New Schools Unveil the Latest in Education

New Schools Unveil the Latest in Education

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Jed Boal ReportingAs most Utah children head back to school this week there's a real difference in the facilities in which they'll learn. Many districts struggle to meet the needs of their students, others have unveiled the latest and greatest in education.

Two years and 25-million dollars after construction started, Murray has a high school it considers state of the art. Inside and out it's impressive, but most importantly, the students are proud of it.

This lighter, cleaner and more open school replaces a 55-year old facility that was...well old school.

Mandi Burton, Murray High School Senior: “It just makes everyone prouder to be in here than some school that was falling apart and they were tearing down all the time. It's lighter in here. That's really nice."

The school district knows proud students are more eager to learn. All rooms use natural light, especially the commons.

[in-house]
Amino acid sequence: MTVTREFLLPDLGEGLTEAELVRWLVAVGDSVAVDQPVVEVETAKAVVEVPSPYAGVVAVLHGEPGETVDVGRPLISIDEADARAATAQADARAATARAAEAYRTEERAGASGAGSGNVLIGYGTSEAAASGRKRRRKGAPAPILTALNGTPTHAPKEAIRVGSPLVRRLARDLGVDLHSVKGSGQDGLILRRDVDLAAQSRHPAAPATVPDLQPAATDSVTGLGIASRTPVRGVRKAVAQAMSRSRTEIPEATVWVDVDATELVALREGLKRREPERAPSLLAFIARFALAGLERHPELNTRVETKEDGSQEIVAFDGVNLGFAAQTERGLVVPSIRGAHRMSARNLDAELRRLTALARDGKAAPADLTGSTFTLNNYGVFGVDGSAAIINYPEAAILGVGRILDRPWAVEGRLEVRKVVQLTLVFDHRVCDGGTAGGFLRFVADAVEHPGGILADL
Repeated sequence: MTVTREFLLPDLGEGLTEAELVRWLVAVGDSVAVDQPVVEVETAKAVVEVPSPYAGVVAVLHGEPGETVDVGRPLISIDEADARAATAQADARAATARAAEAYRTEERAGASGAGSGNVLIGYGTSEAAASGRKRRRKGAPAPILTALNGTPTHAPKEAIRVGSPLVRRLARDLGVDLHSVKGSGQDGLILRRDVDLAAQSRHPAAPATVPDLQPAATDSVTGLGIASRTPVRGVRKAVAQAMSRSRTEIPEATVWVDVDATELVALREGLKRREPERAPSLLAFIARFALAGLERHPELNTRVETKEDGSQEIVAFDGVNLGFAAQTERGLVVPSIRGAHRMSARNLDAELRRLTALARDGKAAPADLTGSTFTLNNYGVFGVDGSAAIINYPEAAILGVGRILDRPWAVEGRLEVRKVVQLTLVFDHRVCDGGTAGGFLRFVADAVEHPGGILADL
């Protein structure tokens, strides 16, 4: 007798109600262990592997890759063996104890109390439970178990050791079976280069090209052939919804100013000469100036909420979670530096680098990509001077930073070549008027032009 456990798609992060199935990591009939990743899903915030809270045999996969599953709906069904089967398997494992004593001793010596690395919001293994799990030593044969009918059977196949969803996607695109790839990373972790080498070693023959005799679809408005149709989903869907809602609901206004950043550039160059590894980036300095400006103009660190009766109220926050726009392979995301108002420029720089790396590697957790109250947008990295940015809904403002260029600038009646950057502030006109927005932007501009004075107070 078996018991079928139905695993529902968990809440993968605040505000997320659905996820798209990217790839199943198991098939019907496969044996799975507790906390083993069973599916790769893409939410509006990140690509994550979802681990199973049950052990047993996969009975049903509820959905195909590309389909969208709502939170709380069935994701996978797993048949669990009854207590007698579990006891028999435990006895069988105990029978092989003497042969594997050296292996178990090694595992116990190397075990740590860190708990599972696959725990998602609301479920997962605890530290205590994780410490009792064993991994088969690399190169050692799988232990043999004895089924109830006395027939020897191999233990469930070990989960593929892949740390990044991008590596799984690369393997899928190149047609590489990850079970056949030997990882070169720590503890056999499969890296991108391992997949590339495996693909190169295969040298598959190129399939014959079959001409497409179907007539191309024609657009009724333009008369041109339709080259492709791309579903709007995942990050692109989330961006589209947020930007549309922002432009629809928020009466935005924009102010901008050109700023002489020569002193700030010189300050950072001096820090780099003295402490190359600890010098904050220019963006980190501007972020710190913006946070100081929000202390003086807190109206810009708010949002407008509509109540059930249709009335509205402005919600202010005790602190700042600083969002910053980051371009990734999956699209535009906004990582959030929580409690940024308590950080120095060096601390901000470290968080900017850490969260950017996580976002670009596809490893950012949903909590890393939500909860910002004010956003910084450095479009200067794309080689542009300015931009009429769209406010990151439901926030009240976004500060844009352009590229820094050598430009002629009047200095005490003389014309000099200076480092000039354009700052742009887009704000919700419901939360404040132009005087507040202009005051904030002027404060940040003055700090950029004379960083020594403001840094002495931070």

Richard Tranter/Murray School District Superintendent: “We've tried to take the institutional atmosphere out of it; this is more like the mall."

The halls are roomy and less noisy.

Jessica Hill, Murray High School Senior: “It was just nice being able to move through the halls and not have it be so crowded. To move from place to place with ease was really nice."

It's all really nice from the auditorium to the computerized auto shop and cooking lab with a restaurant kitchen. The library is a high-tech media center and the building is wired for remote computer access.

The school is heated and cooled by a cutting edge network of pipes that stretches 300 feet into the ground. It saved one million dollars during construction, will shave 20-40 percent off energy bills, and it makes all the difference on a 95-degree day.

Chaz Washington, Murray High School Senior: “Last year worrying about the heat, was tough. I feel cool and relaxed, more able to focus."

A courtyard and entrance on the other side of the building will be completed in December.

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